New Delhi, Jan 31 Four-year-old Aashirvaad Kumar has had the hole in his heart fixed by the doctors at the All India Institute of Medical Sciences (AIIMS), the country's premier government-run research and referral hospital, but he is still trying to the fix the hole over his head to find a shelter in the national capital's chilling winter.
New Delhi, Nov 7 (IANS) When Raghuram Rajan, former governor of the Reserve Bank of India (RBI), cautioned the government against demonetisation, saying short-term economic costs would outweigh long-term benefits, he was not trying to be prophetic. But a year after Prime Minister Narendra Modi made that fateful announcement in a nationwide broadcast on the evening of November 8, it would seem Rajan's words had actually become so.
It’s been eleven years since the Prohibition of Child Marriage Act (2006) came to being. And it’s been way longer than that, over 80 years, since the Child Marriage Restraint Act (1929) was put in place. Yet, there still are innumerable little girls suffering at the hands of this evil. A recent survey reveals that there are almost 12 million married children, under the age of 10. And about 65% of them, close to 7.58 million, are girls.
Since the latest growth numbers have come in showing a consistent deceleration in Indias real gross domestic product (GDP) over six consecutive quarters, a cacophony of concerned voices have been heard. The din of criticism both from within and outside the government has grown so loud that Prime Minister Narendra Modi himself has had to intervene in order to defend his economic record. This warrants the question whether the situation is as grave as it is being made out to be.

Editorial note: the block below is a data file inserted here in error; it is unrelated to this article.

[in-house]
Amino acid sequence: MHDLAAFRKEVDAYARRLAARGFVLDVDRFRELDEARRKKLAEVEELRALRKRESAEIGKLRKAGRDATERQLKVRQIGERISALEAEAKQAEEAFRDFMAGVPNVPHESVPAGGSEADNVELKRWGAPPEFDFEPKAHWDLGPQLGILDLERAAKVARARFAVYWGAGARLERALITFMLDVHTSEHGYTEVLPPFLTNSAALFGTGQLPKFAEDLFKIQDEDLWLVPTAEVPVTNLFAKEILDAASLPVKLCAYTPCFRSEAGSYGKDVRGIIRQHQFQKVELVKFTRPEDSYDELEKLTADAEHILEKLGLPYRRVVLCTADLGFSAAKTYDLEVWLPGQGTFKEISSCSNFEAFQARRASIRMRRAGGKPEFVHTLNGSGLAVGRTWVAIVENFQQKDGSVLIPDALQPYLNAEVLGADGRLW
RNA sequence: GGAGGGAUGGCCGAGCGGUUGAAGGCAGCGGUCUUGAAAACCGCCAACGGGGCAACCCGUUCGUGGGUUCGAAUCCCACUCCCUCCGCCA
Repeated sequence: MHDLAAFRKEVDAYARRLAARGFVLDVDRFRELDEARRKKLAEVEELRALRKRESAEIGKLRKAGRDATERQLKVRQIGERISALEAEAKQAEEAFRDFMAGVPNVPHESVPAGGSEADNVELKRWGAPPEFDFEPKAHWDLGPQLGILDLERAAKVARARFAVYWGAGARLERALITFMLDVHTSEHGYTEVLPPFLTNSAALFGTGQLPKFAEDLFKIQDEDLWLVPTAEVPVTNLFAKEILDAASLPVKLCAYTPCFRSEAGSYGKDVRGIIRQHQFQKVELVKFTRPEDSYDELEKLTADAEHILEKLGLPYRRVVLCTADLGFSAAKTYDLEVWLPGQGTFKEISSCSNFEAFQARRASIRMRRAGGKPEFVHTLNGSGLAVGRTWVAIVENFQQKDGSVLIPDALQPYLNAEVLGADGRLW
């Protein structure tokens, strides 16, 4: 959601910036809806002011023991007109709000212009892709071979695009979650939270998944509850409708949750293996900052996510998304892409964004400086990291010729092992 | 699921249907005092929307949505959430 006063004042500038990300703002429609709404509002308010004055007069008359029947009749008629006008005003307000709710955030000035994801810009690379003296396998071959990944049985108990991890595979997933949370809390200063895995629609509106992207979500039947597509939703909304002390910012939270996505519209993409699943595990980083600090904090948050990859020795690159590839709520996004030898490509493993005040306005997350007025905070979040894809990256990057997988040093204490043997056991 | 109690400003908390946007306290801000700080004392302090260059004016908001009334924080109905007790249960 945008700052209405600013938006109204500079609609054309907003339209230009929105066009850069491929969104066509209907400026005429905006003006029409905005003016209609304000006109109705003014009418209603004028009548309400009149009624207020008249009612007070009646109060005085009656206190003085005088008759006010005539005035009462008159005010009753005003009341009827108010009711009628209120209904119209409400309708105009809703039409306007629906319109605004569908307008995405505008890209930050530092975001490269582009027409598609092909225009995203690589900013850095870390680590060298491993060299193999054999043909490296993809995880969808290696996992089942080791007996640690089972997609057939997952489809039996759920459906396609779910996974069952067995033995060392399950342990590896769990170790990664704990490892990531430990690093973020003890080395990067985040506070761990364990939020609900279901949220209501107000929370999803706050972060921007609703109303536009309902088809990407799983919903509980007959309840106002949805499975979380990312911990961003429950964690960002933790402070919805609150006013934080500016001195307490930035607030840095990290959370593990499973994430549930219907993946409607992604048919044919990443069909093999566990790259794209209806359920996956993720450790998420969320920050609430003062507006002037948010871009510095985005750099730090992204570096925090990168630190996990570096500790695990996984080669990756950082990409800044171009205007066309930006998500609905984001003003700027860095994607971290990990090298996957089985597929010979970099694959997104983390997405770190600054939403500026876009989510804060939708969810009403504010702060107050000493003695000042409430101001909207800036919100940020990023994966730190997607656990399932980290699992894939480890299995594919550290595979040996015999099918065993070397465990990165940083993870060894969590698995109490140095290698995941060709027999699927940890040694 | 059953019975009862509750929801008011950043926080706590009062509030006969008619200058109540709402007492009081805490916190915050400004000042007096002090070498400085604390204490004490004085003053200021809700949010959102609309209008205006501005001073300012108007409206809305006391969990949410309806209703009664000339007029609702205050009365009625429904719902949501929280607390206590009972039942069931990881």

The annual report of the National Crime Records Bureau (NCRB) says that the average overcrowding rate in Indian prisons is 14 per cent. What the report does not reveal is that 149 jails in the country are overcrowded by more than 100 per cent and that eight are overcrowded by margins of a staggering 500 per cent.
In the decade after liberalisation, there was a nearly 120 per cent rise in the number of domestic workers in India, says author Tripti Lahiri in her recently released book, "Maid In India". Women constitute over two-thirds of the workforce in this unorganised sector. They usually come from backward regions such as Jharkhand, West Bengal and Assam, are often barely of legal working age, their wages less than the minimum fixed by the government. Their employers range from Indias elite to its nouveau riche, many of who still believe in the traditional divide between servants and masters.
Nine of India's poorest states -- home to 581 million or 48 per cent of the population -- account for 70 per cent of the country's infant deaths, 75 per cent of under-five deaths and 62 per cent of maternal deaths, but do not spend even the money they have set aside for healthcare, according to an IndiaSpend analysis of 2017 Reserve Bank of India data on state budgets.